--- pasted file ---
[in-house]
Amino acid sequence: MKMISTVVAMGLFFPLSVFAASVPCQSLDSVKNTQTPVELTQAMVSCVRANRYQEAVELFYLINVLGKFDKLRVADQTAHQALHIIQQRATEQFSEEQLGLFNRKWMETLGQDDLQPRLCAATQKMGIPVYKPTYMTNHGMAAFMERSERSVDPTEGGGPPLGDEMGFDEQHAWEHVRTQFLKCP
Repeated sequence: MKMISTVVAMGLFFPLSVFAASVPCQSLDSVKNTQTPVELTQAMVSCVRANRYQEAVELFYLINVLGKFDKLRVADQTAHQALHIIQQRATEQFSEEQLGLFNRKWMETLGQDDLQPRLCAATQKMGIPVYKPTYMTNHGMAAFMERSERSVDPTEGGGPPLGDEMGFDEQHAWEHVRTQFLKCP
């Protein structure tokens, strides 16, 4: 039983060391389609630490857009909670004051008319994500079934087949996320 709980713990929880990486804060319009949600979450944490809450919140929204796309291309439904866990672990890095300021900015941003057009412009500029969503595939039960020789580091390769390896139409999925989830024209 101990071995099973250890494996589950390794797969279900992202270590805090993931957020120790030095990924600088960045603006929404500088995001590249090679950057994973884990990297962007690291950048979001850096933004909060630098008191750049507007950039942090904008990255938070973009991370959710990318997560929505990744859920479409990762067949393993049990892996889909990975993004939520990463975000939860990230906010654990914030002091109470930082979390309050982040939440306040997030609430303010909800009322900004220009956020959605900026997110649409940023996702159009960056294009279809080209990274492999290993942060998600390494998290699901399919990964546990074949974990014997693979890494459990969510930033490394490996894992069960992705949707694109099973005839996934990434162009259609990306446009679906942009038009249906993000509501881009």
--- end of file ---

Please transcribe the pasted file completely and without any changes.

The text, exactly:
[in-house]
Amino acid sequence: MKMISTVVAMGLFFPLSVFAASVPCQSLDSVKNTQTPVELTQAMVSCVRANRYQEAVELFYLINVLGKFDKLRVADQTAHQALHIIQQRATEQFSEEQLGLFNRKWMETLGQDDLQPRLCAATQKMGIPVYKPTYMTNHGMAAFMERSERSVDPTEGGGPPLGDEMGFDEQHAWEHVRTQFLKCP
Repeated sequence: MKMISTVVAMGLFFPLSVFAASVPCQSLDSVKNTQTPVELTQAMVSCVRANRYQEAVELFYLINVLGKFDKLRVADQTAHQALHIIQQRATEQFSEEQLGLFNRKWMETLGQDDLQPRLCAATQKMGIPVYKPTYMTNHGMAAFMERSERSVDPTEGGGPPLGDEMGFDEQHAWEHVRTQFLKCP
């Protein structure tokens, strides 16, 4: 039983060391389609630490857009909670004051008319994500079934087949996320 709980713990929880990486804060319009949600979450944490809450919140929204796309291309439904866990672990890095300021900015941003057009412009500029969503595939039960020789580091390769390896139409999925989830024209 101990071995099973250890494996589950390794797969279900992202270590805090993931957020120790030095990924600088960045603006929404500088995001590249090679950057994973884990990297962007690291950048979001850096933004909060630098008191750049507007950039942090904008990255938070973009991370959710990318997560929505990744859920479409990762067949393993049990892996889909990975993004939520990463975000939860990230906010654990914030002091109470930082979390309050982040939440306040997030609430303010909800009322900004220009956020959605900026997110649409940023996702159009960056294009279809080209990274492999290993942060998600390494998290699901399919990964546990074949974990014997693979890494459990969510930033490394490996894992069960992705949707694109099973005839996934990434162009259609990306446009679906942009038009249906993000509501881009």